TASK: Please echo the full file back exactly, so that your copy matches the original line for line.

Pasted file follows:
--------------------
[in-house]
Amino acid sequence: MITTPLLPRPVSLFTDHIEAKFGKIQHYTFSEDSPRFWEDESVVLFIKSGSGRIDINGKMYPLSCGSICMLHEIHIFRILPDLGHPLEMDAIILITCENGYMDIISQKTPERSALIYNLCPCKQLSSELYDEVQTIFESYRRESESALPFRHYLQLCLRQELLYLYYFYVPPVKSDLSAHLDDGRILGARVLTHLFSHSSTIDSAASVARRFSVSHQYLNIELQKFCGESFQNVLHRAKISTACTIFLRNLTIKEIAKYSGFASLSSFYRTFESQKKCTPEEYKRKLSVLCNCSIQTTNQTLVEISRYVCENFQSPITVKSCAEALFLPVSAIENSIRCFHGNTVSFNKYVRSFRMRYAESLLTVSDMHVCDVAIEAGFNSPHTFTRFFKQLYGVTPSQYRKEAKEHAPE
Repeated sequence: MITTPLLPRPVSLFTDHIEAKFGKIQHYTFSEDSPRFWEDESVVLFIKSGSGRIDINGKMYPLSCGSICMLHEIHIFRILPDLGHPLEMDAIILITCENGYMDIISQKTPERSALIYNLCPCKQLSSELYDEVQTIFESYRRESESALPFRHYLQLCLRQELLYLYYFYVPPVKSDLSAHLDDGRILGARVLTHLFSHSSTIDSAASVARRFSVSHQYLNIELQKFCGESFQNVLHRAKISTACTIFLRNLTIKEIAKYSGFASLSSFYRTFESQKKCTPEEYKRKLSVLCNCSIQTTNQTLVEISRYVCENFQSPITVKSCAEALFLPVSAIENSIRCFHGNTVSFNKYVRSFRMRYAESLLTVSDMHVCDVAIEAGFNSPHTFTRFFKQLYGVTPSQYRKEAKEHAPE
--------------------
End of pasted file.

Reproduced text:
[in-house]
Amino acid sequence: MITTPLLPRPVSLFTDHIEAKFGKIQHYTFSEDSPRFWEDESVVLFIKSGSGRIDINGKMYPLSCGSICMLHEIHIFRILPDLGHPLEMDAIILITCENGYMDIISQKTPERSALIYNLCPCKQLSSELYDEVQTIFESYRRESESALPFRHYLQLCLRQELLYLYYFYVPPVKSDLSAHLDDGRILGARVLTHLFSHSSTIDSAASVARRFSVSHQYLNIELQKFCGESFQNVLHRAKISTACTIFLRNLTIKEIAKYSGFASLSSFYRTFESQKKCTPEEYKRKLSVLCNCSIQTTNQTLVEISRYVCENFQSPITVKSCAEALFLPVSAIENSIRCFHGNTVSFNKYVRSFRMRYAESLLTVSDMHVCDVAIEAGFNSPHTFTRFFKQLYGVTPSQYRKEAKEHAPE
Repeated sequence: MITTPLLPRPVSLFTDHIEAKFGKIQHYTFSEDSPRFWEDESVVLFIKSGSGRIDINGKMYPLSCGSICMLHEIHIFRILPDLGHPLEMDAIILITCENGYMDIISQKTPERSALIYNLCPCKQLSSELYDEVQTIFESYRRESESALPFRHYLQLCLRQELLYLYYFYVPPVKSDLSAHLDDGRILGARVLTHLFSHSSTIDSAASVARRFSVSHQYLNIELQKFCGESFQNVLHRAKISTACTIFLRNLTIKEIAKYSGFASLSSFYRTFESQKKCTPEEYKRKLSVLCNCSIQTTNQTLVEISRYVCENFQSPITVKSCAEALFLPVSAIENSIRCFHGNTVSFNKYVRSFRMRYAESLLTVSDMHVCDVAIEAGFNSPHTFTRFFKQLYGVTPSQYRKEAKEHAPE